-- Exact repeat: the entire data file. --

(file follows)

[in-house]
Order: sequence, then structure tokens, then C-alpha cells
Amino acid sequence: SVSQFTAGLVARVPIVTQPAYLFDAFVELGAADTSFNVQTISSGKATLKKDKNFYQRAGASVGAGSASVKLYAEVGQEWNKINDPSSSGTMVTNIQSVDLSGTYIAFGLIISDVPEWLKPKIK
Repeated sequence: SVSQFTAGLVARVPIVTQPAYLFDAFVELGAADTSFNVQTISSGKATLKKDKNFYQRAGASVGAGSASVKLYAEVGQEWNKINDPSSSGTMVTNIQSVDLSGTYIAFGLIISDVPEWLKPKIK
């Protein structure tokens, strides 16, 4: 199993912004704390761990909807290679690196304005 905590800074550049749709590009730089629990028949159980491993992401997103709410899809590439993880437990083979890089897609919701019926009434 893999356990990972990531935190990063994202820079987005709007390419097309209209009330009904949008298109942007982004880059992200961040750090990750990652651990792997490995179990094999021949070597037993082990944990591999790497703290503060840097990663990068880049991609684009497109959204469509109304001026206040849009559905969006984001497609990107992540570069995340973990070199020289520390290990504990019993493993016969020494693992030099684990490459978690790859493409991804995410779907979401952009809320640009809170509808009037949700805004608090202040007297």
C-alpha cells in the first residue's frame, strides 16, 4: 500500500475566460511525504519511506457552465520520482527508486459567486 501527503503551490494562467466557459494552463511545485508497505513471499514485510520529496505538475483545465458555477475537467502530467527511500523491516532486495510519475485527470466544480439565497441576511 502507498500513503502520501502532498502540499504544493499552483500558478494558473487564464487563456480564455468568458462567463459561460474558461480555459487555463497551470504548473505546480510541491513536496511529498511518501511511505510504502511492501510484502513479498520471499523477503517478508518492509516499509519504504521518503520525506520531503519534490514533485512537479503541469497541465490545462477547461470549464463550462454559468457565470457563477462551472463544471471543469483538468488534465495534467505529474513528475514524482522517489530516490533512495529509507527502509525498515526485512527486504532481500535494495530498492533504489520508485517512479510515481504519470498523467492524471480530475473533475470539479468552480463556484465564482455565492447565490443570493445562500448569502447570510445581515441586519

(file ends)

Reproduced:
[in-house]
Order: sequence, then structure tokens, then C-alpha cells
Amino acid sequence: SVSQFTAGLVARVPIVTQPAYLFDAFVELGAADTSFNVQTISSGKATLKKDKNFYQRAGASVGAGSASVKLYAEVGQEWNKINDPSSSGTMVTNIQSVDLSGTYIAFGLIISDVPEWLKPKIK
Repeated sequence: SVSQFTAGLVARVPIVTQPAYLFDAFVELGAADTSFNVQTISSGKATLKKDKNFYQRAGASVGAGSASVKLYAEVGQEWNKINDPSSSGTMVTNIQSVDLSGTYIAFGLIISDVPEWLKPKIK
């Protein structure tokens, strides 16, 4: 199993912004704390761990909807290679690196304005 905590800074550049749709590009730089629990028949159980491993992401997103709410899809590439993880437990083979890089897609919701019926009434 893999356990990972990531935190990063994202820079987005709007390419097309209209009330009904949008298109942007982004880059992200961040750090990750990652651990792997490995179990094999021949070597037993082990944990591999790497703290503060840097990663990068880049991609684009497109959204469509109304001026206040849009559905969006984001497609990107992540570069995340973990070199020289520390290990504990019993493993016969020494693992030099684990490459978690790859493409991804995410779907979401952009809320640009809170509808009037949700805004608090202040007297």
C-alpha cells in the first residue's frame, strides 16, 4: 500500500475566460511525504519511506457552465520520482527508486459567486 501527503503551490494562467466557459494552463511545485508497505513471499514485510520529496505538475483545465458555477475537467502530467527511500523491516532486495510519475485527470466544480439565497441576511 502507498500513503502520501502532498502540499504544493499552483500558478494558473487564464487563456480564455468568458462567463459561460474558461480555459487555463497551470504548473505546480510541491513536496511529498511518501511511505510504502511492501510484502513479498520471499523477503517478508518492509516499509519504504521518503520525506520531503519534490514533485512537479503541469497541465490545462477547461470549464463550462454559468457565470457563477462551472463544471471543469483538468488534465495534467505529474513528475514524482522517489530516490533512495529509507527502509525498515526485512527486504532481500535494495530498492533504489520508485517512479510515481504519470498523467492524471480530475473533475470539479468552480463556484465564482455565492447565490443570493445562500448569502447570510445581515441586519